Breakfast doesn’t have to be an elaborate meal, hence this recipe. The important thing is that your breakfast includes both carbohydrates and protein. The carbohydrates are what stabilize your blood sugar, while the protein helps keep it stable for longer. The reason chia seeds fit the bill for a well-rounded breakfast is because they contain both carbohydrates and protein, with 11 grams of fiber per serving to boot!

Chia seeds also contain calcium, iron, and essential fatty acids. Due to their fat content, its best to store them in the refrigerator or freezer so they don’t turn rancid. You’ll know your seeds are rancid if they smell “off” or slightly fishy. The soluble fiber in chia seeds give them the unique ability to “gel” when added to liquid. This type of fiber also helps to lower cholesterol and, wouldn’t you know it, stabilize blood sugar.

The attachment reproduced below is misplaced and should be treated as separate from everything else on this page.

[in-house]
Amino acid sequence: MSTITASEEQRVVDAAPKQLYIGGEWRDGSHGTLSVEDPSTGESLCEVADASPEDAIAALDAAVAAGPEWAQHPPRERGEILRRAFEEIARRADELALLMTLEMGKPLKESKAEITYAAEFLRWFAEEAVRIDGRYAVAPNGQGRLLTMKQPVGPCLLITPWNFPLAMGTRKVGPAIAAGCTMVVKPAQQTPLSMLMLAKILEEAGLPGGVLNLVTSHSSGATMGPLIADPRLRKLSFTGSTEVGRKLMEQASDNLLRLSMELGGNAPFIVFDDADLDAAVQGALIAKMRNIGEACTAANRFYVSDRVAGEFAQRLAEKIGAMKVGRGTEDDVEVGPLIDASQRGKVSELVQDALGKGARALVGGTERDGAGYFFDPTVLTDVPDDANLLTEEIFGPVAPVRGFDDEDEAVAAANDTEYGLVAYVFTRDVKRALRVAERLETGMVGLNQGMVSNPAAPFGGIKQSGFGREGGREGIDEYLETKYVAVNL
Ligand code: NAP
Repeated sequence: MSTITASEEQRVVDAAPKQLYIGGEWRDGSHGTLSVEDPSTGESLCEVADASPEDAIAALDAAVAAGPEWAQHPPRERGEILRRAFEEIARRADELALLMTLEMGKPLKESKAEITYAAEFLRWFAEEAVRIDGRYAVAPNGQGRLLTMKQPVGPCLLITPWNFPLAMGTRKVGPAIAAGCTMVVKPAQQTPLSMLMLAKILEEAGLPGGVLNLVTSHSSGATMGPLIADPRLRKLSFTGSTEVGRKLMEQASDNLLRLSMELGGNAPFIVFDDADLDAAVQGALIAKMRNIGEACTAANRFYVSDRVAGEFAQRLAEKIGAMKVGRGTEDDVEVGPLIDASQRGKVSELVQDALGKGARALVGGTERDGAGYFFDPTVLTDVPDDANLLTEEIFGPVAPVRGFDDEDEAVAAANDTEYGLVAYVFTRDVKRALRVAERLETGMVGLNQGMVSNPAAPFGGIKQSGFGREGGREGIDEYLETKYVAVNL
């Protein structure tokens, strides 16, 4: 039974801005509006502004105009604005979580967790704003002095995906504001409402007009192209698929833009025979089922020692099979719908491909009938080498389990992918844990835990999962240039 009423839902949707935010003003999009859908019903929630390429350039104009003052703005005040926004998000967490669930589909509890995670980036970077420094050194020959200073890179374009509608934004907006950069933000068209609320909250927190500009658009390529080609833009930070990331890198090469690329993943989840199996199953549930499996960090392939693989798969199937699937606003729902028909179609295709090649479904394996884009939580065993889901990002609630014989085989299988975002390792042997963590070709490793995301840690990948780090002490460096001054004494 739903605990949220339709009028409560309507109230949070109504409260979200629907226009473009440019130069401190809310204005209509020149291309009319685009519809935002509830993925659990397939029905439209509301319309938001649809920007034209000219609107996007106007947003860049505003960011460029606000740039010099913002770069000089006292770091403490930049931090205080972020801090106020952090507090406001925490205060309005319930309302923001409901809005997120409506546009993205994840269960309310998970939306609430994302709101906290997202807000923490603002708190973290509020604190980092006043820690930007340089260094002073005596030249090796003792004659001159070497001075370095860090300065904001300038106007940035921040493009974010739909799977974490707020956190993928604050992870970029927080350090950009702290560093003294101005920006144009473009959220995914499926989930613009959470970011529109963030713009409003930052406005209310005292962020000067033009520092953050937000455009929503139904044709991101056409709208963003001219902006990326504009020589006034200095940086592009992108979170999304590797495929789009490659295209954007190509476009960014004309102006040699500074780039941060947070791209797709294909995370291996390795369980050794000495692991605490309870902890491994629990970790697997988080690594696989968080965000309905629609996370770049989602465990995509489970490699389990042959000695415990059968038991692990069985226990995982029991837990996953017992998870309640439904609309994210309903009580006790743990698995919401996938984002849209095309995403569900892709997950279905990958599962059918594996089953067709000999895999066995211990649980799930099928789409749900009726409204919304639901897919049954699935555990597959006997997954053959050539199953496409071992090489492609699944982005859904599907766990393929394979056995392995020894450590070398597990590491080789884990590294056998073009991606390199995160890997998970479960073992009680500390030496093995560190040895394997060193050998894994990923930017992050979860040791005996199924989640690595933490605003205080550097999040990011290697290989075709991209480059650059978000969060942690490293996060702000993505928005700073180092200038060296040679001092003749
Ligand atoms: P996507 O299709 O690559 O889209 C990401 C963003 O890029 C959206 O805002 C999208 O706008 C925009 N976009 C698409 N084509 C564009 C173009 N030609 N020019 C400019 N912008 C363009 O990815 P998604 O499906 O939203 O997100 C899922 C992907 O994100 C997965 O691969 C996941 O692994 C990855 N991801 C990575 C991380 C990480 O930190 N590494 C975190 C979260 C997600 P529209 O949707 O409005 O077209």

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The chia seed is a nutritional powerhouse!

The reason I use cow’s milk in this recipe is to bump up the protein a bit. Keep in mind if you use a milk like almond milk with little protein, you could pair your pudding with some eggs, or perhaps a scoop of peanut butter, or even nuts to help keep you satiated longer. You can easily make this recipe vegan by using any plant-based milk you like.

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4 ingredients for chia seed pudding

Making this recipe in a jar with a lid makes prep a breeze. You literally just add your ingredients, screw on the lid, and shake. A jar is also portable, which means you can take this with you to work or school without worrying about spilling. I usually just eat the pudding straight out of the jar so I don’t have a separate bowl to wash. High five!